Spring Valley Beach

46 years later

An old postcard depicts Burgess Spring Lake, now known as Spring Valley Beach.

An old postcard depicts Burgess Spring Lake, now known as Spring Valley Beach.

Soon after relocating to Blount County in 1972, the Gilliland family bought what is now known as Spring Valley Beach. Owner Allen “Big Al” Gilliland, when asked how he acquired Spring Valley Beach replied, “I was lucky to be at the right place at the right time.”

When he bought the venue it was known as Burgess Spring Lake and it was a sandy bottom, spring-fed pool with two diving boards and two slides.

Gilliland envisioned working six months and being off six months. He said that didn’t quite work out as planned. Despite being open to the public only 100 days each year, the venue is a 10-month operation. The off-season requires hours and hours of maintenance and upgrades.

Fast-forward forty-six years and there have been many changes, additions, and improvements.

Son Allen (most know him as Travis) was born in 1972 just after the park closed for the season. Travis grew up at Spring Valley Beach and can be found doing whatever is necessary each day.

Spring Valley Beach has been named one of the 10 best water and amusement parks in Alabama by TripAdvisor.com.

Spring Valley Beach has been named one of the 10 best water and amusement parks in Alabama by TripAdvisor.com.

The sand found in the original spring-fed, sandy bottom has been relocated to the beach areas along the pool, the diving boards have been removed, numerous slides and play areas have been added, along with a filtration system.

Gilliland said when the filtration system was installed in 1998 the sand caused numerous problems with the pumps; therefore the decision was made to remove the sand from the pool and to create a beach area.

The name was officially changed from Burgess Spring Lake to Spring Valley Beach when the filtration system was installed.

The venue gained access to the sewer system in 1999 and this allowed the park to expand even more. The Interactive Kiddy Playground was installed in 2010 and featured a 500-gallon dump bucket.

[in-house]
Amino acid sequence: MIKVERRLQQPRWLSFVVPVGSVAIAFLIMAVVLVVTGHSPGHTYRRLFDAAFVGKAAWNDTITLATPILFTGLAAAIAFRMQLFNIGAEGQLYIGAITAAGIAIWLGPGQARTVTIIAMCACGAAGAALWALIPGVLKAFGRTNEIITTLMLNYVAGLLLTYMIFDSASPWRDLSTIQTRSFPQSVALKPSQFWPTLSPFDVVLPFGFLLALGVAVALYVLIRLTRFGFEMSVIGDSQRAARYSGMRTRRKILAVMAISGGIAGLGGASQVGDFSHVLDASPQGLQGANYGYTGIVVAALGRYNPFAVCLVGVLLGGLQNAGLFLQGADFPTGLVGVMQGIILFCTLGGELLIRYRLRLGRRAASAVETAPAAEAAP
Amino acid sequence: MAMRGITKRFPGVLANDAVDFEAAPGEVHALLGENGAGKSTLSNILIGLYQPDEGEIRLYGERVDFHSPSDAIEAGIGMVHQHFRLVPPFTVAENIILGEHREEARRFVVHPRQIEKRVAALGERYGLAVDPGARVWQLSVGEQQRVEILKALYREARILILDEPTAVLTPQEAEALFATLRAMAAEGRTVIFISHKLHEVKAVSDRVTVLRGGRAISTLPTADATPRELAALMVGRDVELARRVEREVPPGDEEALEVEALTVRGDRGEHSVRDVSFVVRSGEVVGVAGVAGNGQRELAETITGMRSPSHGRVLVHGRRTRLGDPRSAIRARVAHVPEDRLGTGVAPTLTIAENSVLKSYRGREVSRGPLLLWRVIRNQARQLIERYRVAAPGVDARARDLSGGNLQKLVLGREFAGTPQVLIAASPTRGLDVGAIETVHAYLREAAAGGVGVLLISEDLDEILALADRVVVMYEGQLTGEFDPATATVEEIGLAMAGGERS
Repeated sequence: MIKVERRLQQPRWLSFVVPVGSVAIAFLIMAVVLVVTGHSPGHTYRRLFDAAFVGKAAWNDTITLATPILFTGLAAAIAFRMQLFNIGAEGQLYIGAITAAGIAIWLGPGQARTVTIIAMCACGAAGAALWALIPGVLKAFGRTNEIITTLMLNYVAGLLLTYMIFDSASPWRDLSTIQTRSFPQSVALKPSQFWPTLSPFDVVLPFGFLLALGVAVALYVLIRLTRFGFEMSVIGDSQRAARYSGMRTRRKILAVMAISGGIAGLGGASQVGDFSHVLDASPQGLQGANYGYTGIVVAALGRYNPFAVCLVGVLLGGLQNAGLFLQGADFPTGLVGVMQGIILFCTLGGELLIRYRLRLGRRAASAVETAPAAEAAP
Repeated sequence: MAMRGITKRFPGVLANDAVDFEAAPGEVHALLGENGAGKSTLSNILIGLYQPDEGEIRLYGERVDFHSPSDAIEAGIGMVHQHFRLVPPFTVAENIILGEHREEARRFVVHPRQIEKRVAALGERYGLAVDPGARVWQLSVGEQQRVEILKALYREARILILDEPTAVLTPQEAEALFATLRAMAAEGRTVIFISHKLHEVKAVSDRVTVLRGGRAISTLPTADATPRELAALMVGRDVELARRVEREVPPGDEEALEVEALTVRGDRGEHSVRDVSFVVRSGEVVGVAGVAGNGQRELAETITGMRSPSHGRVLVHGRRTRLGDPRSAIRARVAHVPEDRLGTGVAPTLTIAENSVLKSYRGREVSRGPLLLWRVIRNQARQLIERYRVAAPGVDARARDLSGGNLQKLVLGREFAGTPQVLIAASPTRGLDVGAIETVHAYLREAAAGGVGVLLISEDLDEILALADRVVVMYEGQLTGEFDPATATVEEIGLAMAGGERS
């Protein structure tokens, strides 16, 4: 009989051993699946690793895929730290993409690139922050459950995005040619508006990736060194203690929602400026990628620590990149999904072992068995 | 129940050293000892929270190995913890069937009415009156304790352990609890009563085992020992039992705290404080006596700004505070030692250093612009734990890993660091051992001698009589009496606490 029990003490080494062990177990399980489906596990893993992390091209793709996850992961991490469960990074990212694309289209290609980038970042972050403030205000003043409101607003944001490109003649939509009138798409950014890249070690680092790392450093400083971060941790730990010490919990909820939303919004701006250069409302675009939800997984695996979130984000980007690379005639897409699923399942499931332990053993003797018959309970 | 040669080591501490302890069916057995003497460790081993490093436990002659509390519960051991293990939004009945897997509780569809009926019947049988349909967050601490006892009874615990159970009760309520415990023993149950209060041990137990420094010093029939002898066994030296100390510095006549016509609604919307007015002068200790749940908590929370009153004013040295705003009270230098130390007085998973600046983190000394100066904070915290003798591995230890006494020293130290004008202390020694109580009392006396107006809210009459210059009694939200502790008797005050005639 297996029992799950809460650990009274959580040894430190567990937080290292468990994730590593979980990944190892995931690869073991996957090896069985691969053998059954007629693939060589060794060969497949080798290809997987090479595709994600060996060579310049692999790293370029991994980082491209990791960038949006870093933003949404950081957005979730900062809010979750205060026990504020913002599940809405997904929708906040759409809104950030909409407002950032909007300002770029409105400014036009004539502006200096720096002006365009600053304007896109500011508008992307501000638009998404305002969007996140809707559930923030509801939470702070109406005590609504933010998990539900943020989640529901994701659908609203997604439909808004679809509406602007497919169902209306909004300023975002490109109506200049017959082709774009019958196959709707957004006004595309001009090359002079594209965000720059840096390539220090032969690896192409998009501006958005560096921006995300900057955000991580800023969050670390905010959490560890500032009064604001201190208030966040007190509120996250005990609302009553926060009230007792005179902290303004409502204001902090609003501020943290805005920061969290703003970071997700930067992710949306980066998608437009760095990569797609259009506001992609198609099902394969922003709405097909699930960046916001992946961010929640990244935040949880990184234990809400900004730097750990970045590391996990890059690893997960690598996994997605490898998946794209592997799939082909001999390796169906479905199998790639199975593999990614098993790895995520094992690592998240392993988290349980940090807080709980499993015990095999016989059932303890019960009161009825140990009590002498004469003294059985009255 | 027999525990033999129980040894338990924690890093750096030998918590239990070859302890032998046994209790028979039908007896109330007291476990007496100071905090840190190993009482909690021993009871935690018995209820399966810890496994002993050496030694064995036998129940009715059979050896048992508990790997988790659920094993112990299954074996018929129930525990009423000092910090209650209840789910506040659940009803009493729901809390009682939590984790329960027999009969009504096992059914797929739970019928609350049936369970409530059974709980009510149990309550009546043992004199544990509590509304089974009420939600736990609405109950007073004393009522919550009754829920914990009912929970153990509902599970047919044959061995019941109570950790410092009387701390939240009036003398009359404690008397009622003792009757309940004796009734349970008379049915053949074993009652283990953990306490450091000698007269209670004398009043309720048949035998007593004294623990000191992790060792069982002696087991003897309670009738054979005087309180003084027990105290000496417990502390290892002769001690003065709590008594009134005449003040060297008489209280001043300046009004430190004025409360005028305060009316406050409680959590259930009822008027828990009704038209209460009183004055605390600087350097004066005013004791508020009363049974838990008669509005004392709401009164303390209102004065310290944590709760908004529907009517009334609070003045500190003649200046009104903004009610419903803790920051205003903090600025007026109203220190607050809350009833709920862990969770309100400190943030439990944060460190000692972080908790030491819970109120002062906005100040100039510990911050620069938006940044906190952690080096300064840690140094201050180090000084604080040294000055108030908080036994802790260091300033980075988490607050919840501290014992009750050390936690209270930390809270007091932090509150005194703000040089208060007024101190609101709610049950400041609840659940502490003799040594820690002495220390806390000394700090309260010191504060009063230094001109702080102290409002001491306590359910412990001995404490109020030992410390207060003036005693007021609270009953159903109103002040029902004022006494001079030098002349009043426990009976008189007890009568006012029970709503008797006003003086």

The diving boards have long been removed, and the deepest water is now only 5 feet. Gilliland said the decision to remove the diving boards was made due to liability concerns, and it was difficult to find lifeguards who were trained for deep-water rescues.

In 2011 Gilliland was quoted as saying, “I’ve been here 40 years and I’m really just getting started. I think we’ll be the best water park in the state before I die.”

Gilliland has lived up to that statement.

The 360 Rush Slide was added in 2011. This addition gained Spring Valley Beach the Industry Innovation Award by the World Waterpark Association that same year.

This summer TripAdvisor.com listed Spring Valley Beach as one of the 10 best water and amusement parks in Alabama. Three main areas evaluated for this award include the quality of reviews, the quantity of reviews, and age of the reviews. The older reviews carry less weight than more recent reviews.

Some other accolades over the past 46 years include being named as Blount County Business of the Year in 2008, Attraction of the Year by the Mountain Lakes Touring Association in 2013, and being featured on the Travel Channel in 2011.

Spring Valley Beach will remain open every day through August 8. The 70+ staff will then continue operations on weekends only through Labor Day. Picnic items, coolers, and tents are welcome at the park.

The park is open 10 a.m. to 6 p.m. each day. General admission for those over four feet tall is $26, while junior and senior admission is $21. Limited parking is available inside the venue for $10, and free parking is available just outside the ticket booth.

Gilliland is not finished yet. Who knows what the next 46 years will bring.